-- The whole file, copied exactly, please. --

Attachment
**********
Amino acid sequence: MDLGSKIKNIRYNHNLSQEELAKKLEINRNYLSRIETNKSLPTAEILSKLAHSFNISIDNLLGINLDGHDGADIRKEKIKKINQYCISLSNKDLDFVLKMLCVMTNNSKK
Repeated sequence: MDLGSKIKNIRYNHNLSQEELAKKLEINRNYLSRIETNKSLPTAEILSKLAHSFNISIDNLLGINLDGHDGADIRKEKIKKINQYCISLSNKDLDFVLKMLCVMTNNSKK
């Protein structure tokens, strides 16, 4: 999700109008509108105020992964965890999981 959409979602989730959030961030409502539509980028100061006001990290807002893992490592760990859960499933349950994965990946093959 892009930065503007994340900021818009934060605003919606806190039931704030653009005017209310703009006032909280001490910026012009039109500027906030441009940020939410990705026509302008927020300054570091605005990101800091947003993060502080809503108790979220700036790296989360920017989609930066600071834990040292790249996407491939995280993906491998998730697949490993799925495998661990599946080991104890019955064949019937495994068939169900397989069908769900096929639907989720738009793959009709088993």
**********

Amino acid sequence: MDLGSKIKNIRYNHNLSQEELAKKLEINRNYLSRIETNKSLPTAEILSKLAHSFNISIDNLLGINLDGHDGADIRKEKIKKINQYCISLSNKDLDFVLKMLCVMTNNSKK
Repeated sequence: MDLGSKIKNIRYNHNLSQEELAKKLEINRNYLSRIETNKSLPTAEILSKLAHSFNISIDNLLGINLDGHDGADIRKEKIKKINQYCISLSNKDLDFVLKMLCVMTNNSKK
């Protein structure tokens, strides 16, 4: 999700109008509108105020992964965890999981 959409979602989730959030961030409502539509980028100061006001990290807002893992490592760990859960499933349950994965990946093959 892009930065503007994340900021818009934060605003919606806190039931704030653009005017209310703009006032909280001490910026012009039109500027906030441009940020939410990705026509302008927020300054570091605005990101800091947003993060502080809503108790979220700036790296989360920017989609930066600071834990040292790249996407491939995280993906491998998730697949490993799925495998661990599946080991104890019955064949019937495994068939169900397989069908769900096929639907989720738009793959009709088993």